Lever Systems

See figure 5-3 for an illustration of the three classes of levers.

a. First Class. In a first class lever, the weight to be moved is at one end of the lever, the applied force is at the other end, and the fulcrum (the pivot or turning point) is between the two.

b. Second Class. In a second class lever, the weight to be moved is between the applied force and the fulcrum. This type of lever enables a weight to be moved with less force than would be required without a lever. (Many feel that there are no second class levers in the human body.)

c. Third Class. In a third class lever, the weight to be moved is at one end of the lever, the fulcrum is at the other end, and the applied force is between the weight and the fulcrum. This type of lever provides speed, but a greater amount of force is required for a given weight. This is the most common type of lever in the human body.

FIRST CLASS SECOND CLASS THIRD CLASS

FIRST CLASS SECOND CLASS THIRD CLASS

Figure 5-3. Types of lever systems. 5-7. SIMPLE PULLEY SYSTEM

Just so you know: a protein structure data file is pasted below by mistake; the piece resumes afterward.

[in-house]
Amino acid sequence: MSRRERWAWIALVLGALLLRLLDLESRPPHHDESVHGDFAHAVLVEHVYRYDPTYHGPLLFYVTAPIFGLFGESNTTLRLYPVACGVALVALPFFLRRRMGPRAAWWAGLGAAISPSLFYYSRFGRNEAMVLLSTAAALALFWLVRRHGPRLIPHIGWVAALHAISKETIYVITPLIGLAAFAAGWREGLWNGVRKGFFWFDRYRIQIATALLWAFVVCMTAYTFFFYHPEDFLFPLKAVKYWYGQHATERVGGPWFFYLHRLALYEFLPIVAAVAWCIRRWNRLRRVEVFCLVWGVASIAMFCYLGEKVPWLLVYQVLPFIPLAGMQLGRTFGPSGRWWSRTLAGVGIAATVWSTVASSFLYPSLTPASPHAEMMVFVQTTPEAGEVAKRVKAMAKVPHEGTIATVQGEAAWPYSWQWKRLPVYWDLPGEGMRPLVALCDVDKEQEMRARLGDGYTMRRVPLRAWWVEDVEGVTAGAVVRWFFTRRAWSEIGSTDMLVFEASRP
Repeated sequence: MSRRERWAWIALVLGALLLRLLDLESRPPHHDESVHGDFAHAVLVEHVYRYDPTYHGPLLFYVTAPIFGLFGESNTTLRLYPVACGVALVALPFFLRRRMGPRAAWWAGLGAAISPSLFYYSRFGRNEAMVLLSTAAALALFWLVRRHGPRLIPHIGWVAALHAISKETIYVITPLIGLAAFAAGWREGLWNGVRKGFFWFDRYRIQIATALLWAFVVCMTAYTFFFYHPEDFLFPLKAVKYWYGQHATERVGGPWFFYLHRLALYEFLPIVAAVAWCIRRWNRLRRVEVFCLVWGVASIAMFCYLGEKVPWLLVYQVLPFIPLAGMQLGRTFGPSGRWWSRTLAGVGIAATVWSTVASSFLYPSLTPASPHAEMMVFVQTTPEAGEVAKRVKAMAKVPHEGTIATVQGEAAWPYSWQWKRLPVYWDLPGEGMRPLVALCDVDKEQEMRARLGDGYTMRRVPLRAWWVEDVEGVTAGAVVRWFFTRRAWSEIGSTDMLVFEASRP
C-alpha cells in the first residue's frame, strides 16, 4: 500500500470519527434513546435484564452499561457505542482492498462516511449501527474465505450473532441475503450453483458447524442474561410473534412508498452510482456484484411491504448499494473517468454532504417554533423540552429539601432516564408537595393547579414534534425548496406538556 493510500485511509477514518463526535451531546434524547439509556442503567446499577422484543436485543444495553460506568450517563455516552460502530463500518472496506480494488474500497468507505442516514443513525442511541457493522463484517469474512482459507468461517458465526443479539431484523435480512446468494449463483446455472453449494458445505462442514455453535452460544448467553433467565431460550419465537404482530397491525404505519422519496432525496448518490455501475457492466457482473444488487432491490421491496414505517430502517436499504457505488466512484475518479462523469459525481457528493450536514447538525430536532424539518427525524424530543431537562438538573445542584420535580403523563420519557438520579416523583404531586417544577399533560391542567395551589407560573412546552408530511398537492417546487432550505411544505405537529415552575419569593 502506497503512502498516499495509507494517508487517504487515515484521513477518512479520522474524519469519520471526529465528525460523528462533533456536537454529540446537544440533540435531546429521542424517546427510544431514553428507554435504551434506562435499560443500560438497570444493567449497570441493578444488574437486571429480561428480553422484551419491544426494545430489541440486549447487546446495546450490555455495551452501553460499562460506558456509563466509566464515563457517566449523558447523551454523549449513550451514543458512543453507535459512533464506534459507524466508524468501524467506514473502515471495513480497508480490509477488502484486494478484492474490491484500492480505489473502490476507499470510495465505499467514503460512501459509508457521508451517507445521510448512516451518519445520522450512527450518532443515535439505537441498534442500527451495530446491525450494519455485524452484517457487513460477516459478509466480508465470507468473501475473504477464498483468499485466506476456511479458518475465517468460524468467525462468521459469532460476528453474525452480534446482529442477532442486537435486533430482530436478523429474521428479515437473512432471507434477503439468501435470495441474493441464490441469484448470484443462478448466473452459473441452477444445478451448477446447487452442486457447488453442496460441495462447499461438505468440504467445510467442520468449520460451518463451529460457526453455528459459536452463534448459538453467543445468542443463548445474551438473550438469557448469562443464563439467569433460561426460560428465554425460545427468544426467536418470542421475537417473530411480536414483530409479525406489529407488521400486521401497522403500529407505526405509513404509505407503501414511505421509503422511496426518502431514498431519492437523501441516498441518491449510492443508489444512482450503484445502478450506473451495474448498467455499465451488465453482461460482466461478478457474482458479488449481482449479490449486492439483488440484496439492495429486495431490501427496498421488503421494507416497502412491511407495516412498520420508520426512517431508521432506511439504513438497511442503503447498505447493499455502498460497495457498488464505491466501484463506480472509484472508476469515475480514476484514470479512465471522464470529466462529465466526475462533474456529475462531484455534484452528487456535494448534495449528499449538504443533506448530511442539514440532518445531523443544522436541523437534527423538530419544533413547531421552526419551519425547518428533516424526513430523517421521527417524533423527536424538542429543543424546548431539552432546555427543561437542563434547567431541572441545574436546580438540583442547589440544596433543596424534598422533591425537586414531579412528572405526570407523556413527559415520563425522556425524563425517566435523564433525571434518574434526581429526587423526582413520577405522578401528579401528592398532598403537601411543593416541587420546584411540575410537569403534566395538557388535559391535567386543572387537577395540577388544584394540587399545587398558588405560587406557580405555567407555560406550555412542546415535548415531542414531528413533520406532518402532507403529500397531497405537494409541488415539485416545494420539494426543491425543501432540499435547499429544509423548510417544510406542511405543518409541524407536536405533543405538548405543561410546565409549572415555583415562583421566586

Figure 5-3. Types of lever systems. 5-7. SIMPLE PULLEY SYSTEM

a. In the human body when the tendon of a skeletal muscle slides over a round bony surface, the "system" acts like a simple pulley (figure 5-4). A simple pulley provides a change in the direction of the force or muscle pull. There is no change in the amount of force produced by the muscle. For example, the knee acts as a simple pulley by which the quadriceps femoris M. extends the leg.

Figure 5-4. A simple pulley (the human knee mechanism).

b. Sesamoid bones, such as the patella (kneecap), develop in tendons where pressure is applied to the tendon.

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